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Vermont farmers to see relief in governor’s recovery plan

Published: Apr. 13, 2021 at 8:04 AM EDT
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MONTPELIER, Vt. (WCAX) - From water and sewer improvements to broadband expansion, Gov. Phil Scott’s plan to spend American Recovery Plan funding would reach a large population of Vermonters in one way or another. More than 150 small towns and villages in Vermont lack sewer systems and community water infrastructure. Addressing this could give agriculture, and more specifically meat processing, increased capacity to not only benefit farmers but Vermont’s economy.

“That ranges from folks that have one or two animals that they raise a year, to folks that have as many as 100 a year,” said Carl Cushing with Vermont Livestock Slaughter & Processing in Ferrisburgh. Cushing says it’s not a question of how many animals could be supplied to them, but how many they can handle. “They are able to raise more animals and the bottleneck is we aren’t able to kill as many as they need.” Cushing says they hold up both facility capacity and wastewater management at their site. They already have plans to upgrade their facility on their own dime, but the funds from the governor’s proposal for American Rescue Plan dollars could handle wastewater management upgrades.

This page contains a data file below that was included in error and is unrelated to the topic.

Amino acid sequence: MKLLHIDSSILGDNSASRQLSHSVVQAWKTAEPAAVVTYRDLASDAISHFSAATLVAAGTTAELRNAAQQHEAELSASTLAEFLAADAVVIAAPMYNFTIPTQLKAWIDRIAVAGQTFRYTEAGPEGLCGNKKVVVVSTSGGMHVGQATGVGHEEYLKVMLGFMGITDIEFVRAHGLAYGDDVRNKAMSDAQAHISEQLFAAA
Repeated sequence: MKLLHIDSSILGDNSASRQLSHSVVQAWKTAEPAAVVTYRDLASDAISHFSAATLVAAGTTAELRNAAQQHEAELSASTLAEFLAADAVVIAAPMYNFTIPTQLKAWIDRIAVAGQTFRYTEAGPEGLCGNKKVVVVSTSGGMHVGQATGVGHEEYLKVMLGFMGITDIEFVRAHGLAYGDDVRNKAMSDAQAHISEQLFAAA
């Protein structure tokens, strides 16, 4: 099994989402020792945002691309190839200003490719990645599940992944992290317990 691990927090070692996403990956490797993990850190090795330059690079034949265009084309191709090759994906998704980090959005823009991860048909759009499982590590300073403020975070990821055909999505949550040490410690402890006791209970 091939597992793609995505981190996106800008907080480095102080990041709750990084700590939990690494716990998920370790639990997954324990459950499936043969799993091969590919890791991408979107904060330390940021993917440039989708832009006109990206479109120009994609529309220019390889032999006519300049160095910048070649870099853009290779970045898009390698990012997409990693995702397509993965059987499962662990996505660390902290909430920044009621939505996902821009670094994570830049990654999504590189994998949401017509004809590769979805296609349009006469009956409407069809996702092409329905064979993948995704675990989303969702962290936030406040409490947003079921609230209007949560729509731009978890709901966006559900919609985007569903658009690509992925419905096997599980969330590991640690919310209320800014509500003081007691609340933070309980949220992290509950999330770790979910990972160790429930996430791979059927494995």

“There are water sewer improvements, there is broadband, there is economic development grants, all of those would grow agriculture and advance it,” said Vt. Agriculture Secretary Anson Tebbetts. He says the need to bolster infrastructure is nothing new, but the need has grown as agriculture has grown, and now there is a once-in-a-lifetime opportunity to meet it head-on. “But until we really focus on the infrastructure, sort of these big-ticket items, it’s really hard to grow the economy in Vermont.”

Projects like those envisioned at Vermont Livestock Slaughter & Processing are prime examples of how to do it. “By upgrading the wastewater system, we will more than double our capacity in the amount of animals we will be able to do,” said Cushing.

That puts more meat on families’ tables, and Tebbetts says it’s literally a ground-up approach to take care of needed infrastructure. “You have to fix the base. Infrastructure is really important and some of these projects are really expensive,” he said. They could range in help to dairy, meat, and crops, and all lead to the expansion of Vermont’s economy, Tebbetts says. “If we don’t address these core basic foundation issues, it’s really hard to grow businesses. Vermont values the environment tremendously, so we have to keep our eye on that, so these investments into wastewater, infrastructure, sewer -- whether it’s agriculture or generally -- is critical to the survival of a lot of these businesses.”

That infrastructure spending could also have a major impact on clean water and other state environmental initiatives. Tebbetts says a critical piece of this plan is the money does not have to be spent right away, so it allows for more planning time.

Governor Scott’s plan is still pending Vermont legislative approval.

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